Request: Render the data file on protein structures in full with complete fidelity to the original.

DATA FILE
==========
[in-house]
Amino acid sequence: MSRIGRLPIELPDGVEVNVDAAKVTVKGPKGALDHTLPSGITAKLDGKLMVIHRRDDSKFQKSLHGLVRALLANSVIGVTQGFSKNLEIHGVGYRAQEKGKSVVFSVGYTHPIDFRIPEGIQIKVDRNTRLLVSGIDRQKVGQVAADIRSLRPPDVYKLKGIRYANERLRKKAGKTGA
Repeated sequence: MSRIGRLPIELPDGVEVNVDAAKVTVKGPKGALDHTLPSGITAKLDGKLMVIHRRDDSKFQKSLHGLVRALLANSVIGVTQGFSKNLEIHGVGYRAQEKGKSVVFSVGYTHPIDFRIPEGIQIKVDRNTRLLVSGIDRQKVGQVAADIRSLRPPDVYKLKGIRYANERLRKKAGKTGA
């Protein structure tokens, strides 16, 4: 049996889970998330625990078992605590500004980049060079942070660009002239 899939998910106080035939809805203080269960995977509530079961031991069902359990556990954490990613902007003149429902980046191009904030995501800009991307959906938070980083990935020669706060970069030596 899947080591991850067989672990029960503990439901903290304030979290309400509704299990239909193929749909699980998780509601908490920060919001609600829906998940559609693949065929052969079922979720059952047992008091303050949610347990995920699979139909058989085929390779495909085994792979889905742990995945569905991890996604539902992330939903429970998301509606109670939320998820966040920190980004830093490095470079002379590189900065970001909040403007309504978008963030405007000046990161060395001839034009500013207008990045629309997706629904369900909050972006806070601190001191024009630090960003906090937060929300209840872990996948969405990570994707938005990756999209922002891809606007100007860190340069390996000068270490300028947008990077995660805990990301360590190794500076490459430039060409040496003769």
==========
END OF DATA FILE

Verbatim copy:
[in-house]
Amino acid sequence: MSRIGRLPIELPDGVEVNVDAAKVTVKGPKGALDHTLPSGITAKLDGKLMVIHRRDDSKFQKSLHGLVRALLANSVIGVTQGFSKNLEIHGVGYRAQEKGKSVVFSVGYTHPIDFRIPEGIQIKVDRNTRLLVSGIDRQKVGQVAADIRSLRPPDVYKLKGIRYANERLRKKAGKTGA
Repeated sequence: MSRIGRLPIELPDGVEVNVDAAKVTVKGPKGALDHTLPSGITAKLDGKLMVIHRRDDSKFQKSLHGLVRALLANSVIGVTQGFSKNLEIHGVGYRAQEKGKSVVFSVGYTHPIDFRIPEGIQIKVDRNTRLLVSGIDRQKVGQVAADIRSLRPPDVYKLKGIRYANERLRKKAGKTGA
């Protein structure tokens, strides 16, 4: 049996889970998330625990078992605590500004980049060079942070660009002239 899939998910106080035939809805203080269960995977509530079961031991069902359990556990954490990613902007003149429902980046191009904030995501800009991307959906938070980083990935020669706060970069030596 899947080591991850067989672990029960503990439901903290304030979290309400509704299990239909193929749909699980998780509601908490920060919001609600829906998940559609693949065929052969079922979720059952047992008091303050949610347990995920699979139909058989085929390779495909085994792979889905742990995945569905991890996604539902992330939903429970998301509606109670939320998820966040920190980004830093490095470079002379590189900065970001909040403007309504978008963030405007000046990161060395001839034009500013207008990045629309997706629904369900909050972006806070601190001191024009630090960003906090937060929300209840872990996948969405990570994707938005990756999209922002891809606007100007860190340069390996000068270490300028947008990077995660805990990301360590190794500076490459430039060409040496003769």